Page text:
Send to

Choose Destination
Stroke. 1999 Nov;30(11):2369-75.

Forced use of the upper extremity in chronic stroke patients: results from a single-blind randomized clinical trial.

Author information

Department of Rehabilitation Medicine, University Hospital Vrije Universiteit, and Institute for Research in Extramural Medicine, Vrije Universiteit, Amsterdam, The Netherlands.



Of all stroke survivors, 30% to 66% are unable to use their affected arm in performing activities of daily living. Although forced use therapy appears to improve arm function in chronic stroke patients, there is no conclusive evidence. This study evaluates the effectiveness of forced use therapy.


In an observer-blinded randomized clinical trial, 66 chronic stroke patients were allocated to either forced use therapy (immobilization of the unaffected arm combined with intensive training) or a reference therapy of equally intensive bimanual training, based on Neuro-Developmental Treatment, for a period of 2 weeks. Outcomes were evaluated on the basis of the Rehabilitation Activities Profile (activities), the Action Research Arm (ARA) test (dexterity), the upper extremity section of the Fugl-Meyer Assessment scale, the Motor Activity Log (MAL), and a Problem Score. The minimal clinically important difference (MCID) was determined at the onset of the study.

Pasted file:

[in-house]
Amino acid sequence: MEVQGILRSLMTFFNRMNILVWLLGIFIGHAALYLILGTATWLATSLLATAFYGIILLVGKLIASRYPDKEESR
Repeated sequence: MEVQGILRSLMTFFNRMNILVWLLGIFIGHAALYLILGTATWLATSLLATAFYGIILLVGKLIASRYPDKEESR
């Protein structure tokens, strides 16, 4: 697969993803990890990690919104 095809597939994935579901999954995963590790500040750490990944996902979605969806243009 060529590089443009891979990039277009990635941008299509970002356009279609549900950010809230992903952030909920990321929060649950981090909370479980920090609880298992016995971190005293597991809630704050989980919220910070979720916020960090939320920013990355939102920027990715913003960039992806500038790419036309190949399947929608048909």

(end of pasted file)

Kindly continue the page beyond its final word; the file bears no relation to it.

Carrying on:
One week after the last treatment session, a significant difference in effectiveness in favor of the forced use group compared with the bimanual group (corrected for baseline differences) was found for the ARA score (3.0 points; 95% CI, 1.3 to 4.8; MCID, 5.7 points) and the MAL amount of use score (0.52 points; 95% CI, 0.11 to 0.93; MCID, 0.50). The other parameters revealed no significant differential effects. One-year follow-up effects were observed only for the ARA. The differences in treatment effect for the ARA and the MAL amount of use scores were clinically relevant for patients with sensory disorders and hemineglect, respectively.


The present study showed a small but lasting effect of forced use therapy on the dexterity of the affected arm (ARA) and a temporary clinically relevant effect on the amount of use of the affected arm during activities of daily living (MAL amount of use). The effect of forced use therapy was clinically relevant in the subgroups of patients with sensory disorders and hemineglect, respectively.

[Indexed for MEDLINE]

Supplemental Content

Loading ...
Support Center